• Seeking industry best practices and applying them to internal systems.


Those at the management level support the culture of service excellence by leading, structuring, and coaching for service behaviors. They see the daily activities of all employees and are able to monitor specific employee behaviors. Managers keep the customer service initiative visible and alive in the department through specific actions, such as the following:

  • Acquiring patient satisfaction data, complaints, and commendations and using this to improve department processes and paint the picture for employees of the importance of service to their customers.
  • Rewarding and recognizing staff in timely, appropriate ways. Recognition should always tie back to customer service standards. Managers should also support and encourage peer-to-peer recognition as well.
  • Training and coaching supervisors and staff. Just like any job skill, a service attitude can be strengthened through training. And being close to their employees’ work, managers often are able to identify opportunities to coach employees who may need extra encouragement.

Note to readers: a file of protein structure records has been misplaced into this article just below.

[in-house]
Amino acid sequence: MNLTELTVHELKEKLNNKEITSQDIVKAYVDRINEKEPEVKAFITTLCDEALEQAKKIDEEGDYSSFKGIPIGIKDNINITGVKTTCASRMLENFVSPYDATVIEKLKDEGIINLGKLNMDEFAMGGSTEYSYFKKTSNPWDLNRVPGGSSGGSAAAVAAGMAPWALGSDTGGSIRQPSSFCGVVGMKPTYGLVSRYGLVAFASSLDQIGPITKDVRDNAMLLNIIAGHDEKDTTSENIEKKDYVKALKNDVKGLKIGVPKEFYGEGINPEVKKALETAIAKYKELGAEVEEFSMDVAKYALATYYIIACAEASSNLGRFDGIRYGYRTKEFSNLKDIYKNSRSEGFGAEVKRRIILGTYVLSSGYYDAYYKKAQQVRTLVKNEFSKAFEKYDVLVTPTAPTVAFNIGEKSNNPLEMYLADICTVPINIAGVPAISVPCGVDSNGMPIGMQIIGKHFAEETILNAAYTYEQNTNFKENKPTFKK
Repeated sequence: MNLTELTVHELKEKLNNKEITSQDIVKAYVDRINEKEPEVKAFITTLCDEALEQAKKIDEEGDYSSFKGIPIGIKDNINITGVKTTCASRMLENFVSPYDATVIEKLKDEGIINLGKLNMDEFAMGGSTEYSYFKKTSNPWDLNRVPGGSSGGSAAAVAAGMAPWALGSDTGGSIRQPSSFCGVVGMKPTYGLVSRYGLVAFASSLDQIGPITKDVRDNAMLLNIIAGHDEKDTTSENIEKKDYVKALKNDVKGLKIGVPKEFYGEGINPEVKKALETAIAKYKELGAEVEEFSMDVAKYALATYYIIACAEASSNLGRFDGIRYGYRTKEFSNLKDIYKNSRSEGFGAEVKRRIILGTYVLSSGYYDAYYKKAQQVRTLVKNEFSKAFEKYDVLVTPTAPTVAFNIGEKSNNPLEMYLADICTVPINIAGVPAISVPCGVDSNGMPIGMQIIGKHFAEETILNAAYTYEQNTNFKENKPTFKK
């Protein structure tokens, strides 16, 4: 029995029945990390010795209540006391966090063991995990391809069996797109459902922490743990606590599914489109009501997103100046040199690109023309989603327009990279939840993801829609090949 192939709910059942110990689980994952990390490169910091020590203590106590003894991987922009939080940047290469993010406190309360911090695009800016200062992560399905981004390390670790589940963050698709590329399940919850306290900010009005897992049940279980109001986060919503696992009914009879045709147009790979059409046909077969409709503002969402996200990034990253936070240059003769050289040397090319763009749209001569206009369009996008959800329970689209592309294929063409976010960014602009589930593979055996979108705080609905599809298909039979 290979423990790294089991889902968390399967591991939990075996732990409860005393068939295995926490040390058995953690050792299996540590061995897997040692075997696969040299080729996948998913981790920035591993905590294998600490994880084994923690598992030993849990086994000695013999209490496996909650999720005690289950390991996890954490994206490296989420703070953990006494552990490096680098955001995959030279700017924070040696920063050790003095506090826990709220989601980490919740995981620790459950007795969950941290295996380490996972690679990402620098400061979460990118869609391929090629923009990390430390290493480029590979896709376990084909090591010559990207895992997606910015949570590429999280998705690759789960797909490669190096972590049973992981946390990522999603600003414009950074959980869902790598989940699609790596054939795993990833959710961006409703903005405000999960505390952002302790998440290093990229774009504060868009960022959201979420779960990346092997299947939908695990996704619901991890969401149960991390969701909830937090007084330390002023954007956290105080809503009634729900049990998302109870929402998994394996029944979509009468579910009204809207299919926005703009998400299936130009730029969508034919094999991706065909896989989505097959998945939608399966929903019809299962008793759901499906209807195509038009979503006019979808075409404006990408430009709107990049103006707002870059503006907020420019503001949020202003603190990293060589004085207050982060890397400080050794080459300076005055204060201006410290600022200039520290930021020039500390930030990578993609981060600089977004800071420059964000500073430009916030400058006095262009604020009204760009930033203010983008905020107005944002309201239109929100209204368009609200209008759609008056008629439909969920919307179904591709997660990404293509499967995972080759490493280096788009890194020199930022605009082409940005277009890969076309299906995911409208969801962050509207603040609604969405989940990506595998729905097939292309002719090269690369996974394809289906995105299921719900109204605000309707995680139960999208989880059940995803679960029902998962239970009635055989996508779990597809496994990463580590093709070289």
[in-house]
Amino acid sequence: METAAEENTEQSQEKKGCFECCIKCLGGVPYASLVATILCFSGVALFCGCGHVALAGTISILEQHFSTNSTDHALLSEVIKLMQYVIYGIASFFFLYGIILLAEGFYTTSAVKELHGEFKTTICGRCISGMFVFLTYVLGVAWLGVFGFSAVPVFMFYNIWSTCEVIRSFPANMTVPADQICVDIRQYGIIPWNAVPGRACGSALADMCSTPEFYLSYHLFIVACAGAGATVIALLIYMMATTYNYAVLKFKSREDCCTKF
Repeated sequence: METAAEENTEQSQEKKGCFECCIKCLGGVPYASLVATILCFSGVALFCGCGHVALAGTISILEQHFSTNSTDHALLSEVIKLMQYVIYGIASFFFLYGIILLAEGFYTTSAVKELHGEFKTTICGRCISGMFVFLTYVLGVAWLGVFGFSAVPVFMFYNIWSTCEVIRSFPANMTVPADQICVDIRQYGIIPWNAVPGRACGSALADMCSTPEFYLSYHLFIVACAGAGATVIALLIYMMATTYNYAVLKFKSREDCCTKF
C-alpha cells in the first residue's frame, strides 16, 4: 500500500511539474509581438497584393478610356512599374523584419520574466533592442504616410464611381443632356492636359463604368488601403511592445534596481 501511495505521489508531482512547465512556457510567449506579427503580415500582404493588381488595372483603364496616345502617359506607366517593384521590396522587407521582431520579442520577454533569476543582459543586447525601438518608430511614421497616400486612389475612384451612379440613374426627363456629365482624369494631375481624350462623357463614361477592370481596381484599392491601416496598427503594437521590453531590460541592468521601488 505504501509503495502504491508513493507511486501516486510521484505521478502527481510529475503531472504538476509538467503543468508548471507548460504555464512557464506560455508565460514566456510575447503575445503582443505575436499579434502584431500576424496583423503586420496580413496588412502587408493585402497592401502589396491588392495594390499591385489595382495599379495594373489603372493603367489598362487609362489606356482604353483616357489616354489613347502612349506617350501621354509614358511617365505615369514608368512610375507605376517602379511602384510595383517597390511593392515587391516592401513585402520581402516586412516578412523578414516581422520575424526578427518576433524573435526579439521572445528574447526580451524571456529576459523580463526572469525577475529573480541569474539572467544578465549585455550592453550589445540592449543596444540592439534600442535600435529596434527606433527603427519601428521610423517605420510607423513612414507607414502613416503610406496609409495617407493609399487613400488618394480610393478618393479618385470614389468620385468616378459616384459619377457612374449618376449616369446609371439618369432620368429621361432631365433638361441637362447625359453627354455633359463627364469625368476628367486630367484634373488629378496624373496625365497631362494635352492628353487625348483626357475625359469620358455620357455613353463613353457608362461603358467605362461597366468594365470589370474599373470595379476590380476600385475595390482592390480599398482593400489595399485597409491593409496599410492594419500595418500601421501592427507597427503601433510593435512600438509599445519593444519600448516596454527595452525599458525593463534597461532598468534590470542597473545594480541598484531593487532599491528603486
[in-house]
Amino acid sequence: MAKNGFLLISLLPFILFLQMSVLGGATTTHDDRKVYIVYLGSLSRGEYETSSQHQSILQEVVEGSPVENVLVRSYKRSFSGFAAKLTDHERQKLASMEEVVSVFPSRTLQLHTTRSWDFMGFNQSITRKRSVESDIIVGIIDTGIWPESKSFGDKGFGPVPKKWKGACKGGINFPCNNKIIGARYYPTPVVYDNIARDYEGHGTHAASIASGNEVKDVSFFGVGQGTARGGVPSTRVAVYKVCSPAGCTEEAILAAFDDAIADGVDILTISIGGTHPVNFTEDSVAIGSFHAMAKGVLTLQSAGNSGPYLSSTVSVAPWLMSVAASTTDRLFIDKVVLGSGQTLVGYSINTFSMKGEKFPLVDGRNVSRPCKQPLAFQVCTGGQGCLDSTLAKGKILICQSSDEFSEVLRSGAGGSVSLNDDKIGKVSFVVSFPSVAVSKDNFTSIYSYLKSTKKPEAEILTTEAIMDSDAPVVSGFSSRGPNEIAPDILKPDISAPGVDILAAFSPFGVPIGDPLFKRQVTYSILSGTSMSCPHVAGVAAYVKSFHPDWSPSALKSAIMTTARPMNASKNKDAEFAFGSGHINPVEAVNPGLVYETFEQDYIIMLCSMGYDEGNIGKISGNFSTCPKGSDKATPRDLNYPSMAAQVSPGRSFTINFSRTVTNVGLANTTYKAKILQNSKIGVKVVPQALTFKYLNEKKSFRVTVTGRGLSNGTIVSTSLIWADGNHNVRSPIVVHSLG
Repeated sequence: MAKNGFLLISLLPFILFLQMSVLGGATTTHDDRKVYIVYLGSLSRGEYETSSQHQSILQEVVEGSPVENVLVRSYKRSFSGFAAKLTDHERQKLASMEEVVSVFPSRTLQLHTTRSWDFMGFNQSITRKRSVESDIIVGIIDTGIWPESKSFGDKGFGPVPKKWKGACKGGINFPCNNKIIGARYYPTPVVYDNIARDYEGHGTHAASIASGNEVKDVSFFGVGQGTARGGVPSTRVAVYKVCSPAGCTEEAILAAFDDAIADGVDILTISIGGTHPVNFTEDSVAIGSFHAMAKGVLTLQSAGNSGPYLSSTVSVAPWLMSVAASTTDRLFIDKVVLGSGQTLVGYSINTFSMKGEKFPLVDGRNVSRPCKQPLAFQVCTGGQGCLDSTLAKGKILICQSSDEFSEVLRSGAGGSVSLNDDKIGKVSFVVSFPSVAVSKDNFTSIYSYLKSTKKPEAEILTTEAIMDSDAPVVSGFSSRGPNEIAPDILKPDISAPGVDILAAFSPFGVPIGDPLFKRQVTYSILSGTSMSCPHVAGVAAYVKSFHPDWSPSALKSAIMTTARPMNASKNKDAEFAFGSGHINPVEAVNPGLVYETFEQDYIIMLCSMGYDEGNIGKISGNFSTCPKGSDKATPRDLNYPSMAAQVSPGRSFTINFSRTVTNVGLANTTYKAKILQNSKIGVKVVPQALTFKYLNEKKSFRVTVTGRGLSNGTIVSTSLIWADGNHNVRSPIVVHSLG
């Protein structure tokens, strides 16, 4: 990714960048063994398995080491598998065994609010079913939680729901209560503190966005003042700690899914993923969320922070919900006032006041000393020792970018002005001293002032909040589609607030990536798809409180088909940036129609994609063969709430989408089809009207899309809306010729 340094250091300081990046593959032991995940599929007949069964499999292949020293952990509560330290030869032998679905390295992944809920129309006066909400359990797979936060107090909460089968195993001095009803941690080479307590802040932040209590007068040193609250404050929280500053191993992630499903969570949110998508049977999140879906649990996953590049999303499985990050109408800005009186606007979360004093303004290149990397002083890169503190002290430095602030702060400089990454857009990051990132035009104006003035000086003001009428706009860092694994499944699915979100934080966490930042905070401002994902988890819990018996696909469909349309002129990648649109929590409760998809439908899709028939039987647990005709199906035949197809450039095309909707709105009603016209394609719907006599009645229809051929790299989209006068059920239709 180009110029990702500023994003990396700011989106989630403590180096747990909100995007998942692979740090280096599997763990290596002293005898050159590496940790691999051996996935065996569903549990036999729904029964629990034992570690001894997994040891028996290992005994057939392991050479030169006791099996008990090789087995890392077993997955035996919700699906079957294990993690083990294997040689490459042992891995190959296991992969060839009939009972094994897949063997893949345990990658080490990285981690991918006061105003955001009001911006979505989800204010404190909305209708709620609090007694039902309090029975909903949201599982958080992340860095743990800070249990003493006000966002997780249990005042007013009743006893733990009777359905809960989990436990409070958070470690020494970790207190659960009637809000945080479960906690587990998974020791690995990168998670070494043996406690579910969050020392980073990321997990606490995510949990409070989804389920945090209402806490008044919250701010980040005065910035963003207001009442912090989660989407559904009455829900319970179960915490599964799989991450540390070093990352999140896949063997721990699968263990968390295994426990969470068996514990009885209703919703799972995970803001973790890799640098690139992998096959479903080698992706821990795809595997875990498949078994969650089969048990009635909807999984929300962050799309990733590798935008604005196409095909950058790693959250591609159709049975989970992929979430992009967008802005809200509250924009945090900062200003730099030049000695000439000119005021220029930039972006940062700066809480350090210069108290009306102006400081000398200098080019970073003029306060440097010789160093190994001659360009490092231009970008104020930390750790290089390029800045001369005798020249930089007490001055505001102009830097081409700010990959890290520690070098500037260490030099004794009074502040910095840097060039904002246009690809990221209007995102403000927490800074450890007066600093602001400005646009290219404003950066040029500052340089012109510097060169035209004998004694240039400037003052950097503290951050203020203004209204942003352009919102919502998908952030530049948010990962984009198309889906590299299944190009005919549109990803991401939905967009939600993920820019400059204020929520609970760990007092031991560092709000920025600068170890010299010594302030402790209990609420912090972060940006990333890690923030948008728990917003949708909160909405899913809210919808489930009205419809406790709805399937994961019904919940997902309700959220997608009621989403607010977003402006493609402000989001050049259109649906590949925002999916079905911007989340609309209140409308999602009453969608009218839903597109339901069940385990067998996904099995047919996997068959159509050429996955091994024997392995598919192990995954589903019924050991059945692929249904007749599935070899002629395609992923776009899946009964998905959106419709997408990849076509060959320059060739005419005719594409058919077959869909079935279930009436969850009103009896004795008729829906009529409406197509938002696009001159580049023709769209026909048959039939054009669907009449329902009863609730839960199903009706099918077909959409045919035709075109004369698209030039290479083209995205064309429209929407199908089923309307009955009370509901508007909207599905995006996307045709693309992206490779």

• Supporting and encouraging innovation. Employees at all levels are the backbone of successful service initiatives. Their ideas are a valuable contribution to service improvement. When their managers support and encourage them to implement those ideas, it creates an environment where innovation flourishes.


Leads, charge nurses, and other employees in supervisory positions are able to model service behaviors for other employees in a unique way. Working alongside frontline employees, their key role is to guide and coach for service behaviors at each opportunity.

Supervisors can put their role into practice:

  • Helping others to understand and apply the services standards to customer interactions: They can incorporate specific standards into training and coaching opportunities and tie the standards to the employee’s actual behavior.